Cited in Jordan v. Thornton, 7 Ga. 517 (1849); Jordan v. Ticknor, 62 Ga. 123 (1878); Munroe v. Phillips, 64 Ga. 32 (1879); Monroe v. Simmons, 86 Ga. 344, 12 S.E. 643 (1890); Bigham v. Kistler, 114 Ga. 453, 40 S.E. 303 (1901); Sutton v. Hancock, 118 Ga. 436, 45 S.E. 504 (1903); Betts v. Hancock, 27 Ga. App. 63, 107 S.E. 377 (1921); Stonecypher v. Coleman, 161 Ga. 403, 131 S.E. 75 (1925); Porter v. Liberty Mut. Ins. Co., 46 Ga. App. 86, 166 S.E. 675 (1932); Latham v. Fowler, 192 Ga. 686, 16 S.E.2d 591 (1941); Tabor v. Hardwick, 224 F.2d 526 (5th Cir. 1955); Levine v. Seley, 217 Ga. 384, 123 S.E.2d 1 (1961); Lacy v. Ferrence, 222 Ga. 635, 151 S.E.2d 763 (1966); Mayor of Athens v. Schaeffer, 122 Ga. App. 729, 178 S.E.2d 764 (1970); Alexander v. Boston Old Colony Ins. Co., 127 Ga. App. 783, 195 S.E.2d 277 (1972); Jones v. Citizens & S. Nat'l Bank, 231 Ga. 765, 204 S.E.2d 116 (1974); Jones v. Hartford Accident & Indem. Co., 132 Ga. App. 130, 207 S.E.2d 613 (1974); Lynott v. Stewart, 505 F.2d 1023 (5th Cir. 1974); Keith v. McLanahan, 147 Ga. App. 342, 249 S.E.2d 128 (1978); Mosley v. Lankford, 244 Ga. 409, 260 S.E.2d 322 (1979); Mullins v. Belcher, 159 Ga. App. 520, 284 S.E.2d 35 (1981); Ward v. Griffith, 162 Ga. App. 194, 290 S.E.2d 290 (1982); Maddox v. Hall County, 162 Ga. App. 371, 291 S.E.2d 442 (1982); Turner v. Evans, 704 F.2d 1212 (11th Cir. 1983); Curlee v. Mock Enters., Inc., 173 Ga. App. 594, 327 S.E.2d 736 (1985); Modern Roofing & Metal Works, Inc. v. Owen, 174 Ga. App. 875, 332 S.E.2d 14 (1985); Morgan v. Sears, Roebuck & Co., 700 F. Supp. 1574 (N.D. Ga. 1988); Crowe v. Humana, 263 Ga. 833, 439 S.E.2d 654 (1994); Hart v. Appling County Sch. Bd., 266 Ga. App. 300, 597 S.E.2d 462 (2004); In re Carter, 288 Ga. App. 276, 653 S.E.2d 860 (2007); Emory Healthcare, Inc. v. Pardue, 328 Ga. App. 664, 760 S.E.2d 674 (2014); Stubbs v. Hall, 308 Ga. 354, 840 S.E.2d 407 (2020).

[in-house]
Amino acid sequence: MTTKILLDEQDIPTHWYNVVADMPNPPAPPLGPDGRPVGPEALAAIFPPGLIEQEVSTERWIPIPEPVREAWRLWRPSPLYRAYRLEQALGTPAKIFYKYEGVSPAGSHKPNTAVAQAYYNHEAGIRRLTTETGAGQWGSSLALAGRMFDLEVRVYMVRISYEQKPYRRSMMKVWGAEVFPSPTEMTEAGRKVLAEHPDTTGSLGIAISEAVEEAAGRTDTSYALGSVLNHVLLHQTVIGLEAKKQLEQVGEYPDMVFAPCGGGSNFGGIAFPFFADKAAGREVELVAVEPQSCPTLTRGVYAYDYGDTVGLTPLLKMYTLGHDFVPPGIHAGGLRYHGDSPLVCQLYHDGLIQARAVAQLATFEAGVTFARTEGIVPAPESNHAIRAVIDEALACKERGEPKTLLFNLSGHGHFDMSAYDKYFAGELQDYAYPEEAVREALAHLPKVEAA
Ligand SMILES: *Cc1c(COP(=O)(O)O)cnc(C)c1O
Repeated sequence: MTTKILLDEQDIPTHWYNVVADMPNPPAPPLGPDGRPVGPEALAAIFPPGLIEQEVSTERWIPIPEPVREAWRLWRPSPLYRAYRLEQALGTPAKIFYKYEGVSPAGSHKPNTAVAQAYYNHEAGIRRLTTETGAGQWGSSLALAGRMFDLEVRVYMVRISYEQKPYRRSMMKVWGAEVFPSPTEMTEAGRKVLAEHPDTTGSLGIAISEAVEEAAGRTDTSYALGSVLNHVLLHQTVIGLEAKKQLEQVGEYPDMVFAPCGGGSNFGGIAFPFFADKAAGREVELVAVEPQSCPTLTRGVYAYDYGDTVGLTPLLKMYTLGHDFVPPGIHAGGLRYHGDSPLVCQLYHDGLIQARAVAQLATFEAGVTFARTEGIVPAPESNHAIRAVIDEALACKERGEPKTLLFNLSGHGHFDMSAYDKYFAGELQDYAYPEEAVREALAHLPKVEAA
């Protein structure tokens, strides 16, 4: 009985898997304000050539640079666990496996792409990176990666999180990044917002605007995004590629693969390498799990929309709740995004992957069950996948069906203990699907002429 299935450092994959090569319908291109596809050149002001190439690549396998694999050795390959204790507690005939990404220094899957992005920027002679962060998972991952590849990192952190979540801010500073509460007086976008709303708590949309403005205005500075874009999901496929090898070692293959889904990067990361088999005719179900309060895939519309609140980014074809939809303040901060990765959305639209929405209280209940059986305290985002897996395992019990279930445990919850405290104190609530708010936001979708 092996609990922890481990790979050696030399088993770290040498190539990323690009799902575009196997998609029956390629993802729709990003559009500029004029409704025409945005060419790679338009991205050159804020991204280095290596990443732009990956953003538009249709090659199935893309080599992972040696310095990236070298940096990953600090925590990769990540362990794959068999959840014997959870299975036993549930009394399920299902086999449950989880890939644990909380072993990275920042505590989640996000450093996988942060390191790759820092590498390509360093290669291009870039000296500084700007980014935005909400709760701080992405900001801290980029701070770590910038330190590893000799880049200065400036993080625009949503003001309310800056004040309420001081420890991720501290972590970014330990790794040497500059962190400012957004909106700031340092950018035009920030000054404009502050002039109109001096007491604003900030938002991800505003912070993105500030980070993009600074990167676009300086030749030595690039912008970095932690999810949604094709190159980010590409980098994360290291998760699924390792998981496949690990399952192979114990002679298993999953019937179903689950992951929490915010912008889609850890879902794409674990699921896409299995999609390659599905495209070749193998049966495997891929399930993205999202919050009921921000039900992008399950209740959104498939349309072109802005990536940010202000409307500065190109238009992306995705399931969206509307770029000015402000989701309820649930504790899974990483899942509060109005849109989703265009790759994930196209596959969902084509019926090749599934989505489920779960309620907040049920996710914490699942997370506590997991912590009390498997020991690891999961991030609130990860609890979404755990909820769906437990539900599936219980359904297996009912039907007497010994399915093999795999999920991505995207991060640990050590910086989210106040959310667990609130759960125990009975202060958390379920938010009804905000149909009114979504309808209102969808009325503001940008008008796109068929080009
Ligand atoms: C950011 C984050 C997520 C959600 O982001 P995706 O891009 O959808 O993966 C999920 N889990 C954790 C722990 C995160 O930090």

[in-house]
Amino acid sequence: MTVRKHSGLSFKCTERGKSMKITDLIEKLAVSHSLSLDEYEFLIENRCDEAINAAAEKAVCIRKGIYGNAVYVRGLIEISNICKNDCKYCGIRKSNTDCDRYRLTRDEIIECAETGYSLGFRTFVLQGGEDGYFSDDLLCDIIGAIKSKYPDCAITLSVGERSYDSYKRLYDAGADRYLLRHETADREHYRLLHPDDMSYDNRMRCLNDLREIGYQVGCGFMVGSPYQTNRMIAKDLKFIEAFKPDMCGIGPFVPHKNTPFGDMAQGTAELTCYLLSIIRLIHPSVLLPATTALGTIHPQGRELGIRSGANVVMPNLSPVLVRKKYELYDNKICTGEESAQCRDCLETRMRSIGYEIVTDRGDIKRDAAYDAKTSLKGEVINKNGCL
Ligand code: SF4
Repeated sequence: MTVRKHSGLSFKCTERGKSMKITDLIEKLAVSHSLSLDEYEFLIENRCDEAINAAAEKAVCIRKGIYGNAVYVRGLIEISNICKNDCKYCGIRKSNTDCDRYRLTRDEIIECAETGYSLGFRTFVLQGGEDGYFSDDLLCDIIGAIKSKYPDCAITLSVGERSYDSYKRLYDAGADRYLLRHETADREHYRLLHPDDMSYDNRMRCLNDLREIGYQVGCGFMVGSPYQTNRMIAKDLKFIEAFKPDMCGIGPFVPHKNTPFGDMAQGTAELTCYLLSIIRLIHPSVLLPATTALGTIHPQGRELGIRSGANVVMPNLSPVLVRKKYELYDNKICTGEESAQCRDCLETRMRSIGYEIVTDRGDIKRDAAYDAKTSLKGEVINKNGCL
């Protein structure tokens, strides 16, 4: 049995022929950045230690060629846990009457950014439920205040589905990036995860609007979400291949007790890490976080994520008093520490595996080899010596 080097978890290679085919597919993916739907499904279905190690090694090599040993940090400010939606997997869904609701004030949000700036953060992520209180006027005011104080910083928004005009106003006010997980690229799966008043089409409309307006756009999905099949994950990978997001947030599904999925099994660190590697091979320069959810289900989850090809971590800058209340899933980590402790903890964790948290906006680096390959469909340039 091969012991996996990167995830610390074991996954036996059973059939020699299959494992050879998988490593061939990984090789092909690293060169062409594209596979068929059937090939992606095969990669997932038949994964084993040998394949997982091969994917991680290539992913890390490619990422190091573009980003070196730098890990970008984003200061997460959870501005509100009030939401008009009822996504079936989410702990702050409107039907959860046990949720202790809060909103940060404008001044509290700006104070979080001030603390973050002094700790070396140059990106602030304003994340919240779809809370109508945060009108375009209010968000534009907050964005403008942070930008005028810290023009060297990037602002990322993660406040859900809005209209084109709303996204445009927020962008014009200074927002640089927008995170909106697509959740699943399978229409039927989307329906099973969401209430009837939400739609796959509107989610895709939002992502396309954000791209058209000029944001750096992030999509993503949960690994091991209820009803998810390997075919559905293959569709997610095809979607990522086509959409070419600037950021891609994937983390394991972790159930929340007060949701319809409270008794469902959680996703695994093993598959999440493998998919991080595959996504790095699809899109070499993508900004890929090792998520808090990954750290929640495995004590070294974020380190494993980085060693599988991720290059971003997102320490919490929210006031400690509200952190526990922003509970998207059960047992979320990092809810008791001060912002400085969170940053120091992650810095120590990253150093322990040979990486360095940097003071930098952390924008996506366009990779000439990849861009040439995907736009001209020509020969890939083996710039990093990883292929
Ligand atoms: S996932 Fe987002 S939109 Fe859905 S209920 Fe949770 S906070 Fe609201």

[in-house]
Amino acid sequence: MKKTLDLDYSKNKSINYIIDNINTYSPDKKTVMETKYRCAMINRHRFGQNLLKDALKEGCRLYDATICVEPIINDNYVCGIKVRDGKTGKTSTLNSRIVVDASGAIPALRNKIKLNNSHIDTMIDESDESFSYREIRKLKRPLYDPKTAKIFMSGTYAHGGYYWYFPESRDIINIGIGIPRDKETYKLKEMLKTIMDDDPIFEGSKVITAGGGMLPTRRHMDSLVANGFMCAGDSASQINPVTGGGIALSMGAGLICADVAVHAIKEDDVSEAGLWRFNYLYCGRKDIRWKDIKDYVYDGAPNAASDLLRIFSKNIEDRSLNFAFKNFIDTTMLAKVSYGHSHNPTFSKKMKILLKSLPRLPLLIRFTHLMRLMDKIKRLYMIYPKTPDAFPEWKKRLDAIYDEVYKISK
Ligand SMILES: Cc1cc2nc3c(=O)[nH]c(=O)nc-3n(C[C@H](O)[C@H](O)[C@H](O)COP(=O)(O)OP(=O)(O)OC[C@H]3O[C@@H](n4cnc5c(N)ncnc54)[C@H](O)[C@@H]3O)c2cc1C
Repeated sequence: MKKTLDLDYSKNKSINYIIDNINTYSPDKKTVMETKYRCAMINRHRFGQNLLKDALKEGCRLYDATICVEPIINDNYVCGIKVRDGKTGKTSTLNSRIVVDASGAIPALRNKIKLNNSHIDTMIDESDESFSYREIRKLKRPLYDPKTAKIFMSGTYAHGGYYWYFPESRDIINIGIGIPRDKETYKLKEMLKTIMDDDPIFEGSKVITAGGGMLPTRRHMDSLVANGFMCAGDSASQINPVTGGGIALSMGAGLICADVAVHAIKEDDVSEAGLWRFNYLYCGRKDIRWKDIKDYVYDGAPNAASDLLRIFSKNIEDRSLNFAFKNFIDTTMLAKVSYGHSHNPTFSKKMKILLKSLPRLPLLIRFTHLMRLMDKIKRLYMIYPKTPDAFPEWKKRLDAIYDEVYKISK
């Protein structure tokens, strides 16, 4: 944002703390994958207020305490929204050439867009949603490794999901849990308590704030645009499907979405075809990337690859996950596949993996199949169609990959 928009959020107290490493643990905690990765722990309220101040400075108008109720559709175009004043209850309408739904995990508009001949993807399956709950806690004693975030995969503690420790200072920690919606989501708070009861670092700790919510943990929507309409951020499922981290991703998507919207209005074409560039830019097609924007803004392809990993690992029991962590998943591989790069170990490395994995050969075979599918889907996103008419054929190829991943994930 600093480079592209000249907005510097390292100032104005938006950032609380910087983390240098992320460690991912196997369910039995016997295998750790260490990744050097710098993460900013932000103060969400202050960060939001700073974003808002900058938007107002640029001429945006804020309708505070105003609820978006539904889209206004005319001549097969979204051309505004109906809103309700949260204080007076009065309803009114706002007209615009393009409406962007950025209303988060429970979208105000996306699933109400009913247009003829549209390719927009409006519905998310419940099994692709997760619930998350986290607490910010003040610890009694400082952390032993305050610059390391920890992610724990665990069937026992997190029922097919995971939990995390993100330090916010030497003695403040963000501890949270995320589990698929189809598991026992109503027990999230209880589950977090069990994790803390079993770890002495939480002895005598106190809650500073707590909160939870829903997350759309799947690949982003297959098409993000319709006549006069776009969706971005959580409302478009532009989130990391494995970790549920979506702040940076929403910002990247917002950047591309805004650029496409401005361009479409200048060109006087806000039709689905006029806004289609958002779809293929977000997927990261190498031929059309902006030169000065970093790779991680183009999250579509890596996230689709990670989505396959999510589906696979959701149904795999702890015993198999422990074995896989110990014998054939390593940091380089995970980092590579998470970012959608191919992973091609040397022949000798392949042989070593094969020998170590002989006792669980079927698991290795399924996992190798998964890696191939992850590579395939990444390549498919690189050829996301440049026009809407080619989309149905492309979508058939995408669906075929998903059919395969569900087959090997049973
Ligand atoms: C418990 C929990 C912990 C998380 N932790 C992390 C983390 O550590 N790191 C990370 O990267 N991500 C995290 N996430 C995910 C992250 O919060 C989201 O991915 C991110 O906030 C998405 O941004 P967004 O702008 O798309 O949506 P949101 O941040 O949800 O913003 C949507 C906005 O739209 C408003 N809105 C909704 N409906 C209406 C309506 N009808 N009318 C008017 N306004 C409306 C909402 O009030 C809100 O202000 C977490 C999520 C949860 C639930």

Privilege of infancy is personal. Jordan v. Thornton, 7 Ga. 517 (1849).

Tolling of statute of limitations.

- Two year statute of limitations for wrongful death applied to a suit alleging tortious termination of life support of a parent and that limitations period was tolled based on the infancy of the parent's child, who was born to the parent prior to the defendant terminating the parent's life support. DeKalb Med. Ctr., Inc. v. Hawkins, 288 Ga. App. 840, 655 S.E.2d 823 (2007), cert. denied, No. S08C0710, 2008 Ga. LEXIS 477 (Ga. 2008).

Georgia Supreme Court upheld a $2.5 million wrongful death judgment because both the Court and the Georgia Court of Appeals have allowed other persons acting in a representative capacity to maintain a wrongful death action on behalf of a minor child when the surviving spouse declined to pursue the claim. Rai v. Reid, 294 Ga. 270, 751 S.E.2d 821 (2013).

District court properly dismissed an inmate's civil rights action sua sponte as theft-based claims arising from allegations that corrections officials, inter alia, conspired to harass the inmate and destroyed business and personal interests, were barred by the limitations period, the inmate did not assert that equitable tolling applied, and the statutory tolling provisions were inapplicable. Seibert v. Comm'r, Ga. Dep't of Corr., F.3d (11th Cir. Feb. 23, 2017)(Unpublished).

No tolling of statute of limitations.